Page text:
. . . .
[When I came out of the restroom], he wrapped [his arms] around me.
. . . .
Then he tried kissing me; kissing my lips and my neck.
. . . .
We [were] moving. He kind of like turn[ed] me around towards the bed.
. . . .
Then he’s got my back on the bed and he stopped kissing and tried to take off my pants. Then we started having sex.
Slip op. at 5. Based on this testimony (and some summarized follow-up questions), the CCA is not convinced “beyond a reasonable doubt that the appellant took ‘action to compel submission of [SrA TS] or to overcome or prevent [her] resistance by [applying] strength, power, or restraint applied to [her], sufficient that [she] could not avoid or escape the sexual conduct.'” Slip op. at 6 (modifications in original).
Judge Weber addresses three parts of the Government’s case directly:
The Government elicited three primary pieces of evidence about the charged act itself to build its case: 1) SrA TS told the appellant “No, I’m not ready” at some point after the appellant began his advances; 2) SrA TS pushed the appellant while he was on top of her in an unsuccessful attempt to get the appellant off her; and 3) SrA TS was afraid during the encounter. The testimony on each point was extremely brief and left several questions unanswered. For example, the Government did not elicit sufficient context about when the “No, I’m not ready” statement occurred, what her tone of voice was, whether the appellant could have been expected to hear her, or whether the two said anything else before or during the intercourse. SrA TS testified that she pushed the appellant while he was on top of her, but trial counsel did not elicit sufficient evidence to indicate that the appellant used force to overcome the pushing. On the third point, SrA TS did testify that she was afraid during the encounter, but she never testified that she was afraid of the appellant; rather, she only testified that she was afraid she was having sex with her MTI and she would be seen as cheating on her boyfriend.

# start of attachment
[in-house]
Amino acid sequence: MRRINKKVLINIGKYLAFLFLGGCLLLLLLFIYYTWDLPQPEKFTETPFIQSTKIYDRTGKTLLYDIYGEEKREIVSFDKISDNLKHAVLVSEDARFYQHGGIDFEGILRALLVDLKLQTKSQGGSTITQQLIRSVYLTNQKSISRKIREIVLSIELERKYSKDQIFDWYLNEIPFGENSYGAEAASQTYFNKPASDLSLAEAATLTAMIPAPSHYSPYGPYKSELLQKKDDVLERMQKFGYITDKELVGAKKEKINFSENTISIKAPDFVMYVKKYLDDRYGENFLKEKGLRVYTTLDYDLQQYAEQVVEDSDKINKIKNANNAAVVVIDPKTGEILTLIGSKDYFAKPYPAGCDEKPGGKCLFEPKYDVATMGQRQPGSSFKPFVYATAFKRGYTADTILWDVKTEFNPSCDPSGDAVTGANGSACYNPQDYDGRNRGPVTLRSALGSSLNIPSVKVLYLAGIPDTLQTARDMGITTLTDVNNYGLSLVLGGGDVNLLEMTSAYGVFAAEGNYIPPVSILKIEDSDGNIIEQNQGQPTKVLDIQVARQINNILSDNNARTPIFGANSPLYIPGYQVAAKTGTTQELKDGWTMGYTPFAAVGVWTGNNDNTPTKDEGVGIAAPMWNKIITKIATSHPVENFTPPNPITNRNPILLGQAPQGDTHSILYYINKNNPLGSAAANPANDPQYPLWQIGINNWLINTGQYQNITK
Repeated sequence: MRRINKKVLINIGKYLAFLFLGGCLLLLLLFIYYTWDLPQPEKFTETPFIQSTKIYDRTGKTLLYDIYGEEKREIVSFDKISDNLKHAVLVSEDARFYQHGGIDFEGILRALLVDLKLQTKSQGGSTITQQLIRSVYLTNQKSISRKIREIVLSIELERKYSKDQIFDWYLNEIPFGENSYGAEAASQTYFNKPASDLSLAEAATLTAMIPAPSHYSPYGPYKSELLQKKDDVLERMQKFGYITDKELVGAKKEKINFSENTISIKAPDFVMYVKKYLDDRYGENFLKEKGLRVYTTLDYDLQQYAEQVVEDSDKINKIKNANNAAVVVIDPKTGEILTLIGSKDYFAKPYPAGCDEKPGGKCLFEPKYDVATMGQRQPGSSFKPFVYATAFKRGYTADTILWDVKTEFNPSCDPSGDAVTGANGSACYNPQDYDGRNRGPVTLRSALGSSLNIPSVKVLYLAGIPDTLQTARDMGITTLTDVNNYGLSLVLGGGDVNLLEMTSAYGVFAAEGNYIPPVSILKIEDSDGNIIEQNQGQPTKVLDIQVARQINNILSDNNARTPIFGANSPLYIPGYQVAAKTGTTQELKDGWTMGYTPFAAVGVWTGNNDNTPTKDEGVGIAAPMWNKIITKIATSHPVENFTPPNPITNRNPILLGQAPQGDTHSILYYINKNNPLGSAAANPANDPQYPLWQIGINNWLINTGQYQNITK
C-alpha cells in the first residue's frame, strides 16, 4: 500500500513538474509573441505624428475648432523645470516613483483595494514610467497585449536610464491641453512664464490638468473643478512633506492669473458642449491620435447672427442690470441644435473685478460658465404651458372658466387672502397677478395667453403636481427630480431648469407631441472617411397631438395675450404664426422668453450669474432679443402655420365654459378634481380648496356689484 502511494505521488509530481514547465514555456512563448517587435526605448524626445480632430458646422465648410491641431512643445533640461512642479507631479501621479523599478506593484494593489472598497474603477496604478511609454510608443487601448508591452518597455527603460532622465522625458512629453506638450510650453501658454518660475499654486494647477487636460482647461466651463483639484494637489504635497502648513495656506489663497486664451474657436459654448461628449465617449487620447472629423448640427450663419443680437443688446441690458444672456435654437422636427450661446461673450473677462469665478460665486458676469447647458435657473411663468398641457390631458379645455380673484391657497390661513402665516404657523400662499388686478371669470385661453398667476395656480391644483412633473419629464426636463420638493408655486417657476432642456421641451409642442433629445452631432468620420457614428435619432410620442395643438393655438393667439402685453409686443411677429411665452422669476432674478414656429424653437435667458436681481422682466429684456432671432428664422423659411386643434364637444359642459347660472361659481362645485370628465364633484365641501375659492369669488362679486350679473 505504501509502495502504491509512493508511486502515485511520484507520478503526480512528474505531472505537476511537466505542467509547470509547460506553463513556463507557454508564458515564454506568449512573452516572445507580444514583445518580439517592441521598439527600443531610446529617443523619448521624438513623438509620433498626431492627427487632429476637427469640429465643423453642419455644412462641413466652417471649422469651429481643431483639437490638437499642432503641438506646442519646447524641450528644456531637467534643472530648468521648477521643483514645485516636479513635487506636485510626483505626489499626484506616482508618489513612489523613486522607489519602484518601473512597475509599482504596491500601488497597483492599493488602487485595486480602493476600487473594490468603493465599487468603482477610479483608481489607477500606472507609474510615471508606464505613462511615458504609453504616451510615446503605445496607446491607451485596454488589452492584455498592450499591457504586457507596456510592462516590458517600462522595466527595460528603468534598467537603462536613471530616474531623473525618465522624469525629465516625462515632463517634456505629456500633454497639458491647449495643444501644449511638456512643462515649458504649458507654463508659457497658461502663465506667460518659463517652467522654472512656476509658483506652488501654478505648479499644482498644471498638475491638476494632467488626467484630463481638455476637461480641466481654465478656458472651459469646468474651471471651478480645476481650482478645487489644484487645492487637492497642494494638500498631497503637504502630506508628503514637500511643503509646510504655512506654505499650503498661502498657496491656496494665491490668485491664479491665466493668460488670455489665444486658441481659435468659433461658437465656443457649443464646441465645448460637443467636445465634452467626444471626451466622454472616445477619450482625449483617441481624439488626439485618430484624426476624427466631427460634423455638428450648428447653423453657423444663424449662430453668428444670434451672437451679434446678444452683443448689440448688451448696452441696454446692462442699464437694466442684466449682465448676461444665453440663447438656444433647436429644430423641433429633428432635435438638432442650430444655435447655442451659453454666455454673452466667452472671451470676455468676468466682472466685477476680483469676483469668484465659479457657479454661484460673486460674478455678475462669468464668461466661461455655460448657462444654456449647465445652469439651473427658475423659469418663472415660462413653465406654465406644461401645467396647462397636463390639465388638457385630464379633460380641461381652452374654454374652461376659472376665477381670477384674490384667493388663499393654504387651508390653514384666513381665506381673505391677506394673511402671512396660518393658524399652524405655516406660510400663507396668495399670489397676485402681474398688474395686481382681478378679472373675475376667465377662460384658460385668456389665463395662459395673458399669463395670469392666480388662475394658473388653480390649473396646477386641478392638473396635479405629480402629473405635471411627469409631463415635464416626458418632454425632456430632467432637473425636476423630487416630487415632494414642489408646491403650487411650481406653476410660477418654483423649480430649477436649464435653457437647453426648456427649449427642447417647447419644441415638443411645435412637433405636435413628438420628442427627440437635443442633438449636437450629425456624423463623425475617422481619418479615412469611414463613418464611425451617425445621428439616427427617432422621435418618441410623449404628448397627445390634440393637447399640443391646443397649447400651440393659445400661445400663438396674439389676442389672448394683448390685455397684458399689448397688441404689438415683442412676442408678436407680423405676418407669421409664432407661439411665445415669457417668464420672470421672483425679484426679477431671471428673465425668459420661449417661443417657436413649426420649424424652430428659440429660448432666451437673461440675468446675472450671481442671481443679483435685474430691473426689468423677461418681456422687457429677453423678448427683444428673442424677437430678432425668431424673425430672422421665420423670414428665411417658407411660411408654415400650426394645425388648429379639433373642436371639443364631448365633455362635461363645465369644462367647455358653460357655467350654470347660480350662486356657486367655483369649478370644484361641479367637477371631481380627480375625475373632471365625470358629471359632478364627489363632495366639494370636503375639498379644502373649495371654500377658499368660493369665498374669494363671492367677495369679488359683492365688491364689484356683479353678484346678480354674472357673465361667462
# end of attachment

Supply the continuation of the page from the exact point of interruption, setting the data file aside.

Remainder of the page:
Slip op. at 6.
Judge Weber also specifically notes the potential for coercion by the appellant, who was SrA TS’s former military training instructor:
We do not discount SrA TS’s testimony, and we recognize she portrayed what could have been a sinister act by the appellant. The appellant was previously SrA TS’s military training instructor, and he placed SrA TS in a situation where they would be alone in an environment unfamiliar to her without her own means of transportation. It is certainly possible the appellant used some combination of his coercive power as SrA TS’s former MTI, his knowledge that she was dependent on him for shelter and transportation during the visit, his body weight, and his refusal to heed SrA TS’s cues that she was not ready to cause SrA TS to have sexual intercourse.
However, the Government charged the appellant with using force to complete a rape. Whatever mental pressure the appellant utilized on his former trainee, the Government retained the burden to demonstrate that the appellant used physical force to cause the intercourse. The Government did not satisfy its burden.